Tag Archives: spinal injury

Surviving the Storm Eight Months On: My Battle with Concussion & A CSF Leak

A day.
A moment.
An accident.
8 months ago.
When things went wrong for a season.

A fall.
A brain injury.
An undiagnosed spinal injury.
Months of craziness.

This is my update.

It’s for those who know me and it’s for those who don’t. I know some of you are finding these blog posts by searching online.

I want to tell you my story. In the hope that it helps you. Perhaps your own story involves injury and illness, brain or spinal injury. Or maybe it involves another type of storm.

We all face stormy seasons in our lives.

Life is a journey of discovery. We are constantly learning about ourselves and what is around us.

Self awareness is an important part of our growth. My husband and I are on a constant journey to understand life better: Why do we do what we do and feel what we feel? What is our purpose in life and how do we live it out?

We then hope what we learn might help others too.

The journey of self awareness is a humbling journey and yet it is a healthy journey. It helps us to process and break free from thoughts and behaviour that seek to control us.

The past 8 months have been one of the most intense personal journeys of growth I have experienced. As I wrote in Surviving the Storm Six Months On, I have come face to face with many of my weaknesses. Which has been hard and painful, but also a journey of discovering new strength.

wolken

So 8 months on.
Where am I now?

I would love to say that everything is fine. That I have made a full recovery and we can leave it all behind us.

But that is not the truth.

At this moment, I am writing this post lying flat, which still forms a significant part of my day. I was up at 6am, as it was the kids first day back at school. I rushed about getting them ready, dropping them off, shopping, sorting, cleaning etc. Then by about 10am I recognised that I needed a bit of ‘down time’ to ward off symptoms and to pace myself through the day.

If you have read my previous posts, know about CSF leaks or have spoken to me about it, you will know that the postural side of the injury is a key part of it.

Basically when you have a CSF leak, your spinal fluid leaks either from your skull or from the part of your spine that holds the spinal fluid.

We never located my leak on the various scans I had, but we assumed mine was probably a spinal leak. This means the spinal fluid leaks into your body from a tiny hole or tear in the membrane that surrounds your spinal cord.

This results in ‘brain sag’. The brain lacks the support of the spinal fluid and so drops in your skull when you are upright (either sitting or standing).

This causes various problems. The most reported symptoms are severe headaches and neck pain as everything gets squashed and stretched inside. But there are a multitude of other symptoms.

One of the key ones for me at first was severe dizziness and major balance issues (I could hardly walk without support for almost 3 months). This is so much better but still manifests as a spaced out/ cloudy feeling quite a bit.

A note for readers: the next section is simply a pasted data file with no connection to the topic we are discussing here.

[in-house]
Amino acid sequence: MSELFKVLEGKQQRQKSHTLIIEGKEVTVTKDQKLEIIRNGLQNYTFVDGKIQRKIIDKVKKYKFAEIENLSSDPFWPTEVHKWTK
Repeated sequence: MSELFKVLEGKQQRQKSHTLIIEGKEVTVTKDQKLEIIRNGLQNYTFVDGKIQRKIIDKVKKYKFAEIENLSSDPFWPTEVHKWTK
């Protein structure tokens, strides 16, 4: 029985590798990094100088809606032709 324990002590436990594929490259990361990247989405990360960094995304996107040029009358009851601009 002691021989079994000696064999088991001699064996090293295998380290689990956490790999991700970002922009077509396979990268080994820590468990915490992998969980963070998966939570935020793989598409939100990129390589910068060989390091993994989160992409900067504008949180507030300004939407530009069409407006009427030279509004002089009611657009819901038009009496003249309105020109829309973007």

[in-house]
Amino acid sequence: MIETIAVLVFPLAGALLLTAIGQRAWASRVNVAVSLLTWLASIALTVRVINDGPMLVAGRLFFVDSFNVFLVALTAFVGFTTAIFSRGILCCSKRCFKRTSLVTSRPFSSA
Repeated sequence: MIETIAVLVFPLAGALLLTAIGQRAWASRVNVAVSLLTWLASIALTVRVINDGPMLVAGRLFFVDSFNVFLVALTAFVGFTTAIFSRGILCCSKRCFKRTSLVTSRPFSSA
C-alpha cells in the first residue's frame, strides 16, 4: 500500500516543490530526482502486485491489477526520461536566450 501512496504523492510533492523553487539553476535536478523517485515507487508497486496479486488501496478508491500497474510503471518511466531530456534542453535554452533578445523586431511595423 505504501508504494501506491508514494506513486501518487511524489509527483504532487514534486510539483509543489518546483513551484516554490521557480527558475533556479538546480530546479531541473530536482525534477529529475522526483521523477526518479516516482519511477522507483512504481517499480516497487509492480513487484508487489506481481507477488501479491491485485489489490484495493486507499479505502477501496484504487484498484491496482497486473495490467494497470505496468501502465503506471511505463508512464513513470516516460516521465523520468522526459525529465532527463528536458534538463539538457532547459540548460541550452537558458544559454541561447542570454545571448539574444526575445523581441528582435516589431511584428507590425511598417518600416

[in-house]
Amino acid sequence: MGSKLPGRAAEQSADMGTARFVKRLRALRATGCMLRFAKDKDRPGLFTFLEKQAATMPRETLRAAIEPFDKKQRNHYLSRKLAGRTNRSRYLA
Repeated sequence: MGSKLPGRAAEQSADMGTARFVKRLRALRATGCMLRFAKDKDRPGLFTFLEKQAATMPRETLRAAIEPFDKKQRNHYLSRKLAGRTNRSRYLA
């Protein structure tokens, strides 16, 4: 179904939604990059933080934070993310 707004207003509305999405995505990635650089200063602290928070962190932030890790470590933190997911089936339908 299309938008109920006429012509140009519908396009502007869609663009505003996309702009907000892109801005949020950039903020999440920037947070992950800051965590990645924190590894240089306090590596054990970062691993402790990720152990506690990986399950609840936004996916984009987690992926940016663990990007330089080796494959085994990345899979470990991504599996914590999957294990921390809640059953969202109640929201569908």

I was diagnosed with a CSF leak about 8/9 weeks after my initial fall off a ladder (following an initial post concussion diagnosis). After finally being admitted to hospital with various symptoms, about 18 days lying flat in a neurology ward, having 3 MRI scans, which were inconclusive, and a lumbar puncture, which showed low pressure spinal fluid – I had a blind epidural blood patch. (They take blood from your arm and inject it into the epidural space in your spine, in the hope that the clotting helps to heal the leak and increase the spinal fluid pressure. Mine was a high volume blind blood patch, because they couldn’t find the leak on MRI scans, which is not unusual. If they know where the leak is then patches are often more successful).

All this treatment had a significant positive impact and, as I wrote in my first Surviving the Storm post, it brought a sense of normality back to my life. I could spend much more time upright. I was able to do most things and thankfully could drive again (although I stick to short journeys at present because my head can still cloud over at times).

Since then there has been a general gradual improvement.

However,

I am still not back to where I was pre-injury and that is a challenge. I have days that are better and days that are more difficult. But the persistent symptoms are still a daily battle.

I have had to develop new routines that involve regular ‘lying down flat’ breaks. Often these are around lunch time and in the evening, although it varies a lot as I try and preempt what I need to do and lie down before and/or after going out.

I tend to find evenings harder generally. So on busier days I often spend a lot of the evening lying flat (either in bed or on the sofa – as long as my head is pretty flat). Less busy or less symptomatic days it is not as necessary.

I feel extremely blessed that in general the pain scale is nothing like it was around the time I was admitted to hospital. Back then it regularly reached 8 or even 10 out of 10 (comparable to having a baby ladies).

These days thankfully the pain is not as severe and takes longer to build up.

It is nothing like any headaches I had ever experienced pre-injury.

It’s more of an intensity, a pressure that builds up in the lower back of my head and in the top of my neck, leaving my neck feeling really stiff and painful and my head full and cloudy.